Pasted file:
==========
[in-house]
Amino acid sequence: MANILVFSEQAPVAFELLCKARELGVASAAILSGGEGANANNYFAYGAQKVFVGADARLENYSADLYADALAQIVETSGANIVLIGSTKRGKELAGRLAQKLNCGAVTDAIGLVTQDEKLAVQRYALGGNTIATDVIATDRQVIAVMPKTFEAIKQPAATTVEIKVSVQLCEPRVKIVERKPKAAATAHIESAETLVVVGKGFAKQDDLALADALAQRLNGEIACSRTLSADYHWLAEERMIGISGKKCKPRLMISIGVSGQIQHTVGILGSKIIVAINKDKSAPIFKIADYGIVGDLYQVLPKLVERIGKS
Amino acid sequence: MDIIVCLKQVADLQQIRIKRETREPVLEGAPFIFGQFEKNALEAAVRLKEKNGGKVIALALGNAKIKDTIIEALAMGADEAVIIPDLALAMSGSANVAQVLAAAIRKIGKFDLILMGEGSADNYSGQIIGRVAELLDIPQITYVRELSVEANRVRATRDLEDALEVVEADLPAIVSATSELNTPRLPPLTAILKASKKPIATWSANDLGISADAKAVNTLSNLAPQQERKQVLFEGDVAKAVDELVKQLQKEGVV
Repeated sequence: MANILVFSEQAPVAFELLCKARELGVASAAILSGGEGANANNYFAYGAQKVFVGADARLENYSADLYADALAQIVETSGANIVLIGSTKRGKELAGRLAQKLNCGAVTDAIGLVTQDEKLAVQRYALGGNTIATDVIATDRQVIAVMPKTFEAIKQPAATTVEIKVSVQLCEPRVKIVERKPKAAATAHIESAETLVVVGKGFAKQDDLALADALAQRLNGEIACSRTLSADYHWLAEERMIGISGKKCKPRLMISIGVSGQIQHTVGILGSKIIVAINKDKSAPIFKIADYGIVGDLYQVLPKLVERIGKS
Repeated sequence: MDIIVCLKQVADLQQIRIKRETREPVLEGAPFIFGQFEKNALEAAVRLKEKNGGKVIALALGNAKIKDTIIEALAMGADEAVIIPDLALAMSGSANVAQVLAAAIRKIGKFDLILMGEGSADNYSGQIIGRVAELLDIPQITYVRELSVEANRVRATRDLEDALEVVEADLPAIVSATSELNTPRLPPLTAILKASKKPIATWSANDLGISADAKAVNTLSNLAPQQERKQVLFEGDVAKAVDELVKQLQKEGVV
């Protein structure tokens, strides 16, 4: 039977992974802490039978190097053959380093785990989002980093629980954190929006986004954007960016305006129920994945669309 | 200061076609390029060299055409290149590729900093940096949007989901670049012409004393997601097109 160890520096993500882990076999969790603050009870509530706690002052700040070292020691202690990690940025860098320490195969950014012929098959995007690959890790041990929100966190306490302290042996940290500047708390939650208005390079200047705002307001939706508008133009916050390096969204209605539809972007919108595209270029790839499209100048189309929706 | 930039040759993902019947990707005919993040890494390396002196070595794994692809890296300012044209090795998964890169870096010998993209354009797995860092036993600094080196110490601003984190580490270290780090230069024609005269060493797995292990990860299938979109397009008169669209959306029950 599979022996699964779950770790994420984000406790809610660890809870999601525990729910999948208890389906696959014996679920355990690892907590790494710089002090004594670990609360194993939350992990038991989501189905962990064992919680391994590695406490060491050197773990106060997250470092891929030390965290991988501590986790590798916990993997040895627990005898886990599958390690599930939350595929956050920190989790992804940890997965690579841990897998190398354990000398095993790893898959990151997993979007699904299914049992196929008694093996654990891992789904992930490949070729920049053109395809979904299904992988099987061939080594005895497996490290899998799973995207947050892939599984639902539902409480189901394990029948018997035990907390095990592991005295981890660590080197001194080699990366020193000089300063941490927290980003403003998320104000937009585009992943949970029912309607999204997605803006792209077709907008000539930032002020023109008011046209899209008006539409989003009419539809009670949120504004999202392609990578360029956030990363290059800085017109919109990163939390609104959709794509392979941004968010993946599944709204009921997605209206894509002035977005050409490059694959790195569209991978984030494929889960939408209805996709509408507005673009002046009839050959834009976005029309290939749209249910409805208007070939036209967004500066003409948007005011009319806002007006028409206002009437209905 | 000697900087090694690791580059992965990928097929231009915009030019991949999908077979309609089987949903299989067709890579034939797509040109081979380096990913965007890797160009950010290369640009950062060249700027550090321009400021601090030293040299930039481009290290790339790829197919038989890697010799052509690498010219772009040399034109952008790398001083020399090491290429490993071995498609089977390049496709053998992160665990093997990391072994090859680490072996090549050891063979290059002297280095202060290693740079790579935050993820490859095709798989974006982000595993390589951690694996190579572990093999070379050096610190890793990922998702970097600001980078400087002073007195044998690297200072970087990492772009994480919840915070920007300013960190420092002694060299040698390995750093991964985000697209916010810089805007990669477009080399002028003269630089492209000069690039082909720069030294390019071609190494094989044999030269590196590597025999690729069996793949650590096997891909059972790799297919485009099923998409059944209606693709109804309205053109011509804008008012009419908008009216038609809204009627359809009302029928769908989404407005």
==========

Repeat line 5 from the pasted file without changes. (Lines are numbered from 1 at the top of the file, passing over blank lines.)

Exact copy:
Repeated sequence: MDIIVCLKQVADLQQIRIKRETREPVLEGAPFIFGQFEKNALEAAVRLKEKNGGKVIALALGNAKIKDTIIEALAMGADEAVIIPDLALAMSGSANVAQVLAAAIRKIGKFDLILMGEGSADNYSGQIIGRVAELLDIPQITYVRELSVEANRVRATRDLEDALEVVEADLPAIVSATSELNTPRLPPLTAILKASKKPIATWSANDLGISADAKAVNTLSNLAPQQERKQVLFEGDVAKAVDELVKQLQKEGVV